The International Day against Homophobia and Transphobia (IDAHO) is celebrated every May 17th. On that day in 1990, homosexuality was removed from the International Classification of Diseases of the World Health Organization. This victory of the lesbian-gay-bisexual and transgender (LGBT) cause was a historic step towards considering freedom of sexual orientation and gender identity a fundamental basic human right.
A little background…
May 17, 2005: As a result of a year-long campaign, 24,000 people worldwide and international organizations including International Lesbian Gay Association (ILGA), International Gay and Lesbian Human Rights Commission (IGLHRC), the World Congress of LGBT Jews, the coalition of African Lesbians, signed and recognized IDAHO. That month the first ever LGBT events were organized in Congo, China and Bulgaria. Josepp Borrell, President of the European Parliament, made a statement supporting IDAHO.
A new campaign was also initiated calling for a universal decriminalization of homosexuality. By May 17, 2006 it had attracted support from several Nobel Prize winners including Desmond Tutu, Amartya Sen, Elfriede Jelinek, Dario Fo, and José Saramago, artists including Meryl Streep, Cindy Lauper, Elton John, and David Bowie, intellectuals such as Noam Chomsky, Judith Butler, and Bernard-Henri Lévy, as well as the International Federation of Human Rights.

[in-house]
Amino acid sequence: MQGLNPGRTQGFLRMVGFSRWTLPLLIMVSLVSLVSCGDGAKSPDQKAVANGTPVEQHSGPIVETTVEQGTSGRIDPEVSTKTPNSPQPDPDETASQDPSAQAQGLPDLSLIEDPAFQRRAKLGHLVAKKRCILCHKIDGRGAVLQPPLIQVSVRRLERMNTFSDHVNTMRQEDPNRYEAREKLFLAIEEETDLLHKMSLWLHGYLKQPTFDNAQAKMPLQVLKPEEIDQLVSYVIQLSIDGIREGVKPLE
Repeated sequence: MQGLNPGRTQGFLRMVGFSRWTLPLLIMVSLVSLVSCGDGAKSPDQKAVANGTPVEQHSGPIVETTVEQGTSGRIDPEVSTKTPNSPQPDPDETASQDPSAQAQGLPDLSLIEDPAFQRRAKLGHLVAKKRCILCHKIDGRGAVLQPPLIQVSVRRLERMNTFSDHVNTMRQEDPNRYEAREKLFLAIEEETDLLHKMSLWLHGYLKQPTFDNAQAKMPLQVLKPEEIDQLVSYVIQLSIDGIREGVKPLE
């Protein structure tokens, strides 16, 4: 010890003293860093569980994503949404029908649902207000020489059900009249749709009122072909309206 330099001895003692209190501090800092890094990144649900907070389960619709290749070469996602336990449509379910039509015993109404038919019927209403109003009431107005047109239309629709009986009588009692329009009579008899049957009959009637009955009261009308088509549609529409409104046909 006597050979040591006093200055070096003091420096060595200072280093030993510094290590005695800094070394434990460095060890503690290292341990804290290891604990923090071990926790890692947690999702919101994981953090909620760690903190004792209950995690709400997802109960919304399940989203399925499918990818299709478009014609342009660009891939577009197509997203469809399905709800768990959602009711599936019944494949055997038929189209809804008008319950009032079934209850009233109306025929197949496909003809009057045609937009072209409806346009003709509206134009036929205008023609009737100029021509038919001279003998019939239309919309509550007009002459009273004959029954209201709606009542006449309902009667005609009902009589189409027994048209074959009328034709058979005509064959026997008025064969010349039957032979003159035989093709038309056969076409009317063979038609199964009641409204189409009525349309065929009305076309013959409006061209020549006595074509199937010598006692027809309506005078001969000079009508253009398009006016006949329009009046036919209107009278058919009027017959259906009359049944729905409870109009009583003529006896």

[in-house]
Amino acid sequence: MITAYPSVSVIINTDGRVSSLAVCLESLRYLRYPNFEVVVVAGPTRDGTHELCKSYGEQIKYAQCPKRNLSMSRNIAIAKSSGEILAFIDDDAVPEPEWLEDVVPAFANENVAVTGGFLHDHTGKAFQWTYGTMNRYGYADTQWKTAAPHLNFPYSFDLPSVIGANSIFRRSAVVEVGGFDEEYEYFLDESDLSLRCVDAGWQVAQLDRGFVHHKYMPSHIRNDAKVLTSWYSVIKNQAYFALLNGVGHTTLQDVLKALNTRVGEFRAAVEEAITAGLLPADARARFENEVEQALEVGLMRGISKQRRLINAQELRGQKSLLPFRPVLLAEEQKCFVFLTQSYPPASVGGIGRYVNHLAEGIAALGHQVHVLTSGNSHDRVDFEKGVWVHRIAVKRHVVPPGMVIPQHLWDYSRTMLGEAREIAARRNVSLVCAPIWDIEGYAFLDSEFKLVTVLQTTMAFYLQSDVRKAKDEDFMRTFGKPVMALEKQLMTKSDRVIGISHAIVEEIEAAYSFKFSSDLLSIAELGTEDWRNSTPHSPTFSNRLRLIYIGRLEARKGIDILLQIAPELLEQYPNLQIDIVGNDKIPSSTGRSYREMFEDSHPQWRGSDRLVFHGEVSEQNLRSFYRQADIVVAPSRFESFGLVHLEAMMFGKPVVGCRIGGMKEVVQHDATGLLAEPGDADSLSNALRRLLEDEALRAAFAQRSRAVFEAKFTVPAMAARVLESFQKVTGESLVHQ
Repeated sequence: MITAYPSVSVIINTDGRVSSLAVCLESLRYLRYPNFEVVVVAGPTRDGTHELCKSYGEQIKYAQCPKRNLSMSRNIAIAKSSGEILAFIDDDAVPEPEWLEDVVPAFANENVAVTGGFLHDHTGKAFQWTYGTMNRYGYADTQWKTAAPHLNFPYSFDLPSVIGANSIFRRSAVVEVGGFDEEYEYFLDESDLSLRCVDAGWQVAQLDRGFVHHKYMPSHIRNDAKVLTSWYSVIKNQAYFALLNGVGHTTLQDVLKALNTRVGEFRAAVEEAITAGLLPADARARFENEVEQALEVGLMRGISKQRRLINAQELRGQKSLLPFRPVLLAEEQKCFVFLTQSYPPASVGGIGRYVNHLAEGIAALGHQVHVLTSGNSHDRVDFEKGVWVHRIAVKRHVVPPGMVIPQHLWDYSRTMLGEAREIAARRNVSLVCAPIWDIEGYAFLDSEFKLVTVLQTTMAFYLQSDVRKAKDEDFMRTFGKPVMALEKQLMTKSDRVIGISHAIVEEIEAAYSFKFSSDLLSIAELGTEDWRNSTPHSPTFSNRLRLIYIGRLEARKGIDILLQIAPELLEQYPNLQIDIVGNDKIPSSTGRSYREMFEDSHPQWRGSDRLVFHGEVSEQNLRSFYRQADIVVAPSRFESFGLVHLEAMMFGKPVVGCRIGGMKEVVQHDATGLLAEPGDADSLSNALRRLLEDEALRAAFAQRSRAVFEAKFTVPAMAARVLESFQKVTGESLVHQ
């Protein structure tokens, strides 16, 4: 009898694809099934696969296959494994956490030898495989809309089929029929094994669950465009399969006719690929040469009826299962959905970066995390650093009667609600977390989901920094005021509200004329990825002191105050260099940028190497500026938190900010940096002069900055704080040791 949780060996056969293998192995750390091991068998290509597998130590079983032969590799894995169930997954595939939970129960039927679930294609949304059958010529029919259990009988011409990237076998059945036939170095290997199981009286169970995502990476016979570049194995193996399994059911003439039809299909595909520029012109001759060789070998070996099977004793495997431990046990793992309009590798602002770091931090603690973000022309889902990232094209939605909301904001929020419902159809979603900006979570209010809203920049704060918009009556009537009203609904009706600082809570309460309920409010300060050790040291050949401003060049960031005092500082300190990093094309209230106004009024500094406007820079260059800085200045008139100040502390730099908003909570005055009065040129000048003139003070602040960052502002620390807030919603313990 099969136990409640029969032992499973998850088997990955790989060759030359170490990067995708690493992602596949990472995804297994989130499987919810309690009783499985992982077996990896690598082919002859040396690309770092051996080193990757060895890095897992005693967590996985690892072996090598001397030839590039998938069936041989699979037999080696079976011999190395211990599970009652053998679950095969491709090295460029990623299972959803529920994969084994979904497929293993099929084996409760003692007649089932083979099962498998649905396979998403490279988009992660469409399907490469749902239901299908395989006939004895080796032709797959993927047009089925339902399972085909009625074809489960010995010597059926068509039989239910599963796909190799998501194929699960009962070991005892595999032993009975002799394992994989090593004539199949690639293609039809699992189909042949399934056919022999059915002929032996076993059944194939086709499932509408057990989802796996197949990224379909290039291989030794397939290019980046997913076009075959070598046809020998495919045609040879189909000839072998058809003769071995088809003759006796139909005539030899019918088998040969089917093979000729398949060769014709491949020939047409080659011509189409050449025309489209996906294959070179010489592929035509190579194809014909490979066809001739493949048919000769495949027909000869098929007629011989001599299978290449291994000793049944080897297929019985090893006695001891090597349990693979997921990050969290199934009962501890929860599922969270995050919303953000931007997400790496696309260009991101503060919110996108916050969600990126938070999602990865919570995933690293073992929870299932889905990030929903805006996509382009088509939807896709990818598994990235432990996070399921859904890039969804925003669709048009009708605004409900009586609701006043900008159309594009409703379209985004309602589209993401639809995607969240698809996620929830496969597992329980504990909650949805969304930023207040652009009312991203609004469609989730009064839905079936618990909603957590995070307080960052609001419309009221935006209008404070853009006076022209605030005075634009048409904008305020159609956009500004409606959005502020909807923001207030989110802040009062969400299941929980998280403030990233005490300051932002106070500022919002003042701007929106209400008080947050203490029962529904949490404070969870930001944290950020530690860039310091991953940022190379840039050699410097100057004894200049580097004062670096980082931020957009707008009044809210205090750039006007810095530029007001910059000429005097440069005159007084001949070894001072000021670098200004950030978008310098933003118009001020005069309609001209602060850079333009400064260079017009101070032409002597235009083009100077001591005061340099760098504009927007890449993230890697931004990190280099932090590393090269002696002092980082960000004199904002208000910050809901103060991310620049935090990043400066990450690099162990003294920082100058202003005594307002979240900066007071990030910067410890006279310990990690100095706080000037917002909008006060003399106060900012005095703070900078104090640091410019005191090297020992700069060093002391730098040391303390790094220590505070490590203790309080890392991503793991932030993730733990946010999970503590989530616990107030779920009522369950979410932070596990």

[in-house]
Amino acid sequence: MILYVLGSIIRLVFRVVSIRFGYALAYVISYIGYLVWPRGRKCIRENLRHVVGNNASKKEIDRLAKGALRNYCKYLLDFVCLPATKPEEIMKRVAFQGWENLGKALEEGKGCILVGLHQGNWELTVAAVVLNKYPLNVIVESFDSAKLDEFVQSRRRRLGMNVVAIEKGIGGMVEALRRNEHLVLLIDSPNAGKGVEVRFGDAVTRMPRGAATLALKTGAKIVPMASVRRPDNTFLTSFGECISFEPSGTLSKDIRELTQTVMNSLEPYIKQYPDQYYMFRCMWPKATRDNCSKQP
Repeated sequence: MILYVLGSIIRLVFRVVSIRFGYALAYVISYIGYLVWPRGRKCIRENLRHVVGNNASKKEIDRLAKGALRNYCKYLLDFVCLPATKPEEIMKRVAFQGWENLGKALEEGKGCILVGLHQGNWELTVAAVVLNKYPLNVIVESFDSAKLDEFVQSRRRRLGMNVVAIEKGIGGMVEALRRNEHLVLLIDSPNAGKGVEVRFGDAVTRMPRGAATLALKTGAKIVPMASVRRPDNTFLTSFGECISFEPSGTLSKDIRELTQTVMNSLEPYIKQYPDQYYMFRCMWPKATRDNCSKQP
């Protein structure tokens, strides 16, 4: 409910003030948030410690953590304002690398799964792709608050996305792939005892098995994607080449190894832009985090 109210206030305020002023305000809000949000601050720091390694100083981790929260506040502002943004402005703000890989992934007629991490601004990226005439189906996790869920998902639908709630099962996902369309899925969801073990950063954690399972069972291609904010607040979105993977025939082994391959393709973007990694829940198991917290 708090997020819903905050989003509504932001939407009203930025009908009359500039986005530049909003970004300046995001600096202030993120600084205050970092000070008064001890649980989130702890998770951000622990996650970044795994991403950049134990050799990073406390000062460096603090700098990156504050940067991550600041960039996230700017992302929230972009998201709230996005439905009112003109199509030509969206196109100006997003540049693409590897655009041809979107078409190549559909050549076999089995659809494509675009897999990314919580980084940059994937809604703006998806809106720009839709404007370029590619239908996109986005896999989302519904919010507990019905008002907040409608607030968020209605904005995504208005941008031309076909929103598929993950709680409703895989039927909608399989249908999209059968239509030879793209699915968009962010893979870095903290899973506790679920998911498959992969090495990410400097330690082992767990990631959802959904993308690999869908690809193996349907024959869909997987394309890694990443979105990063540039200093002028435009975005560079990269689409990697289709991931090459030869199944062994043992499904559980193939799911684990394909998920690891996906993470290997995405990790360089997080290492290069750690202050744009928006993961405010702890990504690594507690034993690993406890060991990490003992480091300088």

In 2006, the IDAHO Committee and GayRussia co-organized the first GayPride celebration in Moscow, preceded by an International IDAHO conference that brought together many activists, organizations and politicians from around Europe and North America. In July of that year, thanks to the efforts of Foundation Emergence, the Montreal Conference on LGBT Human Rights was organized and included in its Declaration of Montreal a strong recommendation to ALL governments to recognize May 17th as the International Day Against Homophobia.
Homophobia, intolerance for the rights of individuals, and any form of attack against others, physical or verbal, is a form of abuse. All hate speech against an individual based on race, religion, sexual orientation, age, or ethnic roots has no place in our world in the 21st century.